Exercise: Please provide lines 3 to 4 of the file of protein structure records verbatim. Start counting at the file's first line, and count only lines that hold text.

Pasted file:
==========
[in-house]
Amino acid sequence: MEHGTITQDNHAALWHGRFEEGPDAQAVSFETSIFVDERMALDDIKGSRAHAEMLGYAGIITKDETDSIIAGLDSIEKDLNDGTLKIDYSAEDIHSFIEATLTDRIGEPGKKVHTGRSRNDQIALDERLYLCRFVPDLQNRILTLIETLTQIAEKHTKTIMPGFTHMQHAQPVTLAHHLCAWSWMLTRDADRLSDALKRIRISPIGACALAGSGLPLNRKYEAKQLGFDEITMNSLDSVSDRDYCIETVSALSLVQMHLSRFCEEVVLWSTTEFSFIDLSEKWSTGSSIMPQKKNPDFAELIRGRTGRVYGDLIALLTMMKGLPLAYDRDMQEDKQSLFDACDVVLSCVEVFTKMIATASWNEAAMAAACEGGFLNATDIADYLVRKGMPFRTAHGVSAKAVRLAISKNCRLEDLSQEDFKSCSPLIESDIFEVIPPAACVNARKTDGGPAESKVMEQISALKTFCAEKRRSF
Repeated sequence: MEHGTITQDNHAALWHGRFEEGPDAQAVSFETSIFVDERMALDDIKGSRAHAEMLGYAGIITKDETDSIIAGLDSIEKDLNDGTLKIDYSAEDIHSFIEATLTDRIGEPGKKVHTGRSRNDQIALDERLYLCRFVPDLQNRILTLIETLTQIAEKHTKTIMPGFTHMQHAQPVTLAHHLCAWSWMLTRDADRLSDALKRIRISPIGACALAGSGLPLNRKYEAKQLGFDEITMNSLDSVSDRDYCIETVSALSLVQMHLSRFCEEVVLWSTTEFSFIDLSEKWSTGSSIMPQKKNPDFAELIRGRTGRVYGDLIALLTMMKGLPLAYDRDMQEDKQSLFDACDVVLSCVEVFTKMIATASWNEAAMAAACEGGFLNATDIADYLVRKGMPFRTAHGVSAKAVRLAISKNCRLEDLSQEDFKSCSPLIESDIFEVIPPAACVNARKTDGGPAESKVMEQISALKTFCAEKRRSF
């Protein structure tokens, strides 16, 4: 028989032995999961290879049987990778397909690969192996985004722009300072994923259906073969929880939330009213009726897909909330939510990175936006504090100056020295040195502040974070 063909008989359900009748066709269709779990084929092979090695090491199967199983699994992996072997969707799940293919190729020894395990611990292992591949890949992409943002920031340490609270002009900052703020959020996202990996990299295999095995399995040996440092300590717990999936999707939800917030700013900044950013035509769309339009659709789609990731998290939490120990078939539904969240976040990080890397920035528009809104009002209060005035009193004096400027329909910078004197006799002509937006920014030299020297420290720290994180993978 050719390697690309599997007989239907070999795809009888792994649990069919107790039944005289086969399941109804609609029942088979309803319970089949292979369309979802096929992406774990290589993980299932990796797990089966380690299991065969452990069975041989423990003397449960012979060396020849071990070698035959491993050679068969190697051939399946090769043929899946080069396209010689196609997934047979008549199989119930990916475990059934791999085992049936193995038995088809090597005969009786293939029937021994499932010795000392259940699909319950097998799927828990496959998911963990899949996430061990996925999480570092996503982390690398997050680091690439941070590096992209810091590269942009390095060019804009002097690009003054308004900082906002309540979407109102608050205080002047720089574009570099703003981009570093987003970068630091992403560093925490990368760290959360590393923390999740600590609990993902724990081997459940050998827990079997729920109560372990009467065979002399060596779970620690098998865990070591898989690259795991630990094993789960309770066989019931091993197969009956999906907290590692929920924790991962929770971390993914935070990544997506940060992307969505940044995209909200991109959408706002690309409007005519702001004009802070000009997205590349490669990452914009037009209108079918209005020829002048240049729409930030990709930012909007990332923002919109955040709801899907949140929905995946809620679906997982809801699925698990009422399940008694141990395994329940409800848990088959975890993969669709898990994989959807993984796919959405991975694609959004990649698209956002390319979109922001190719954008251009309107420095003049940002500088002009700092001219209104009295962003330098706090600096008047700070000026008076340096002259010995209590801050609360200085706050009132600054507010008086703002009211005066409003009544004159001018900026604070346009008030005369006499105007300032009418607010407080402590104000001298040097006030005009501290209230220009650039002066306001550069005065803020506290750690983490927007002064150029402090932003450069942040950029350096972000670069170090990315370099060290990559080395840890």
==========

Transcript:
Repeated sequence: MEHGTITQDNHAALWHGRFEEGPDAQAVSFETSIFVDERMALDDIKGSRAHAEMLGYAGIITKDETDSIIAGLDSIEKDLNDGTLKIDYSAEDIHSFIEATLTDRIGEPGKKVHTGRSRNDQIALDERLYLCRFVPDLQNRILTLIETLTQIAEKHTKTIMPGFTHMQHAQPVTLAHHLCAWSWMLTRDADRLSDALKRIRISPIGACALAGSGLPLNRKYEAKQLGFDEITMNSLDSVSDRDYCIETVSALSLVQMHLSRFCEEVVLWSTTEFSFIDLSEKWSTGSSIMPQKKNPDFAELIRGRTGRVYGDLIALLTMMKGLPLAYDRDMQEDKQSLFDACDVVLSCVEVFTKMIATASWNEAAMAAACEGGFLNATDIADYLVRKGMPFRTAHGVSAKAVRLAISKNCRLEDLSQEDFKSCSPLIESDIFEVIPPAACVNARKTDGGPAESKVMEQISALKTFCAEKRRSF
């Protein structure tokens, strides 16, 4: 028989032995999961290879049987990778397909690969192996985004722009300072994923259906073969929880939330009213009726897909909330939510990175936006504090100056020295040195502040974070 063909008989359900009748066709269709779990084929092979090695090491199967199983699994992996072997969707799940293919190729020894395990611990292992591949890949992409943002920031340490609270002009900052703020959020996202990996990299295999095995399995040996440092300590717990999936999707939800917030700013900044950013035509769309339009659709789609990731998290939490120990078939539904969240976040990080890397920035528009809104009002209060005035009193004096400027329909910078004197006799002509937006920014030299020297420290720290994180993978 050719390697690309599997007989239907070999795809009888792994649990069919107790039944005289086969399941109804609609029942088979309803319970089949292979369309979802096929992406774990290589993980299932990796797990089966380690299991065969452990069975041989423990003397449960012979060396020849071990070698035959491993050679068969190697051939399946090769043929899946080069396209010689196609997934047979008549199989119930990916475990059934791999085992049936193995038995088809090597005969009786293939029937021994499932010795000392259940699909319950097998799927828990496959998911963990899949996430061990996925999480570092996503982390690398997050680091690439941070590096992209810091590269942009390095060019804009002097690009003054308004900082906002309540979407109102608050205080002047720089574009570099703003981009570093987003970068630091992403560093925490990368760290959360590393923390999740600590609990993902724990081997459940050998827990079997729920109560372990009467065979002399060596779970620690098998865990070591898989690259795991630990094993789960309770066989019931091993197969009956999906907290590692929920924790991962929770971390993914935070990544997506940060992307969505940044995209909200991109959408706002690309409007005519702001004009802070000009997205590349490669990452914009037009209108079918209005020829002048240049729409930030990709930012909007990332923002919109955040709801899907949140929905995946809620679906997982809801699925698990009422399940008694141990395994329940409800848990088959975890993969669709898990994989959807993984796919959405991975694609959004990649698209956002390319979109922001190719954008251009309107420095003049940002500088002009700092001219209104009295962003330098706090600096008047700070000026008076340096002259010995209590801050609360200085706050009132600054507010008086703002009211005066409003009544004159001018900026604070346009008030005369006499105007300032009418607010407080402590104000001298040097006030005009501290209230220009650039002066306001550069005065803020506290750690983490927007002064150029402090932003450069942040950029350096972000670069170090990315370099060290990559080395840890």